Steel is cheaper than composites, though more steel is surely more expensive than less steel. Coming from drilling ships with large derricks, I have heard steel is most certainly not free

Well my dad, who graduated in the top 10% of his engineering class at Yale, told me “steel is cheap”.
And that there is so much oil out there you wouldn’t believe it. That was back when “they” said we had run out. Anyway, sure steel isn’t free and less is better than more if you want to save money, but they make ships out of it, so I think Orbital Marine is on solid ground - er um liquid water - choosing a steel hull.

I am sure steel [if that is what they have] is an excellent choice. I am just pointing out that future is not clear cut. If both Minesto and Orbital succed in making power, both with steel, Minesto seems to use less steel. This would be a competitive advantage. And needs to be seen together with other advantages to either system.

I’m seeing using steel just acknowledging it is the standard for ship hulls, so why reinvent that material choice? And if it uses a bit more steel, that may a low cost compared to having to service an underwater base station and a possibly rogue submarine on a cable, as a start.
But, after watching their videos again, I’m seeing some “issues” with Orbital:
They mentioned and showed two (2) tethers, one each, toward the bow and stern.
They seem to be going for permanent aim.
Their blades have no camber, and have “pitch-control”. Pitch control adds one more expense and one more thing to go wrong.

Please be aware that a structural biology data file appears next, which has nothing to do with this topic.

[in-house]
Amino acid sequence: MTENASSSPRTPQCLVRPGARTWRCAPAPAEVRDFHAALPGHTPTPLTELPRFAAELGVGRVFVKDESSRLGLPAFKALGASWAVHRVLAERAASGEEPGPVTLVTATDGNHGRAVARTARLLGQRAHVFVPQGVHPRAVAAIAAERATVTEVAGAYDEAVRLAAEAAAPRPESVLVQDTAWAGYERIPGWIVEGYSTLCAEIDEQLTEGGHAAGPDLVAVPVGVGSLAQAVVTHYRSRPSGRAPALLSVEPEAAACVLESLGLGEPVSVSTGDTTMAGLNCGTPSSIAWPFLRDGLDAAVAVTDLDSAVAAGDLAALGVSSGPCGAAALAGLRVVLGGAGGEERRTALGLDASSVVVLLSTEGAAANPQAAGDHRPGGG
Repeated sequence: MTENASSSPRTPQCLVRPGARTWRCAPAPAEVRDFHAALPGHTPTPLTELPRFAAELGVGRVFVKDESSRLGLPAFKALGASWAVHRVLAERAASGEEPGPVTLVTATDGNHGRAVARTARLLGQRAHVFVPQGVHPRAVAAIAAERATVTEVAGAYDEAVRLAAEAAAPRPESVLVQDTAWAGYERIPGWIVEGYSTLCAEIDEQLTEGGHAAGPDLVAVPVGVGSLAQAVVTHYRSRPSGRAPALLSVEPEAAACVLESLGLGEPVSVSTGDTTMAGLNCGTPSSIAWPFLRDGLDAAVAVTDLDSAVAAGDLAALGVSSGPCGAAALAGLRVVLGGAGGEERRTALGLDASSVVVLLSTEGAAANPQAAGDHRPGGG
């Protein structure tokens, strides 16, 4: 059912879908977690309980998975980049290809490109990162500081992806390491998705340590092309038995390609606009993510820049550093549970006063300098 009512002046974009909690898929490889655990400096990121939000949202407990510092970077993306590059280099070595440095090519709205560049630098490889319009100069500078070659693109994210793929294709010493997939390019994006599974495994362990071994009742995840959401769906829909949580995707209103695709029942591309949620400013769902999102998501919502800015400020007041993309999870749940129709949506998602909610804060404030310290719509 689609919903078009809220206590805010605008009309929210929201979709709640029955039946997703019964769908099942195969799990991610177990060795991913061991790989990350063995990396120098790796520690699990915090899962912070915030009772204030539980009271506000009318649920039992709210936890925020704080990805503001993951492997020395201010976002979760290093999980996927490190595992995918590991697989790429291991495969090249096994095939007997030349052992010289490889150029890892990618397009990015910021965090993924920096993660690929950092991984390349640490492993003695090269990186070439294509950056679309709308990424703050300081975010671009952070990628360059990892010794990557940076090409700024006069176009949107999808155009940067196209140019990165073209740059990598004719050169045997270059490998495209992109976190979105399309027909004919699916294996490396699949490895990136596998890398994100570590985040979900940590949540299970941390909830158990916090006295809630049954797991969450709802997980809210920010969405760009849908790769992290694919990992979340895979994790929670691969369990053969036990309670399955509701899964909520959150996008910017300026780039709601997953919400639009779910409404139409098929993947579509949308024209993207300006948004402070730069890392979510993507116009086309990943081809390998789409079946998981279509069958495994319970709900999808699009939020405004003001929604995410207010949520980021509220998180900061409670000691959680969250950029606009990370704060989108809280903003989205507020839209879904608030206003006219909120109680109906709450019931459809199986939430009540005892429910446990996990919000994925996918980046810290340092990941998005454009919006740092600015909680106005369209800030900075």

Just as when I had not noticed that a flettner rotor would need to reverse rotation depending on relative wind direction, the Orbital machine has to reverse pitch as the tide reverses.
I had assumed the whole craft would change direction 180 degrees, pivoting around a single, upstream tether.
Their blades also have no twist, so as to work in both directions equally well.
I will say the 10 kW WIND turbine here has pultruded blades with constant chord and no twist. Except they can sort of twist a bit due to centrifugal forces in high winds. But at least they have camber. (And the manufacturer has finally moved on to using “real blades” for their new, larger, 15 kW machine, because they could not keep cheating the known laws of wind energy at the larger diameter.)
The Orbital promotional material shows a “farm” (array) of their machines in line with each other (why, to block the current?) and I guess they do not pivot to aim into the current, but are permanently aimed. That means they go from “upstream” of the supporting arms to “downstream” of the supporting arms. That will cause issues with the blades hitting the “wake” of the supporting arms.
So I do see problems with the Orbital system. Doesn’t mean it’s not going to work out, but those are definite “Professor Crackpot-esque” symptoms (known-non-optimal characteristics), in my humble opinion.
A blade with no camber and no twist is not going to perform as well as one with pitch-twist and camber.
I’d say the basic design might be refined with time, maybe using less steel too. Maybe Orbital’s contribution will be just getting the base station up out of the deep water and onto the surface where things can be serviced easier. :slight_smile:

It’s also necessary, with the variable current velocity. Your idea would be more hassle anyway. And since it’s necessary, it’s a good idea to use it to its full potential. Here is a tidal current chart: NOAA Current Predictions - Current Predictions

I’m not following why the blades would have to have no camber or twist, unless they don’t actually rotate 180 degrees when the current direction changes?

An older video with some info: Turning The Tide

Orbital also uses composite blades.

Hello windy:
Thanks for some good info on the decommissioning of their old unit, and the comparative newness of the O2. I had thought they only had one prototype operating. It is interesting to compare their statements of HOW MUCH energy they put to the grid over time, as contrasted with Minesto’s far weaker and less specific claims.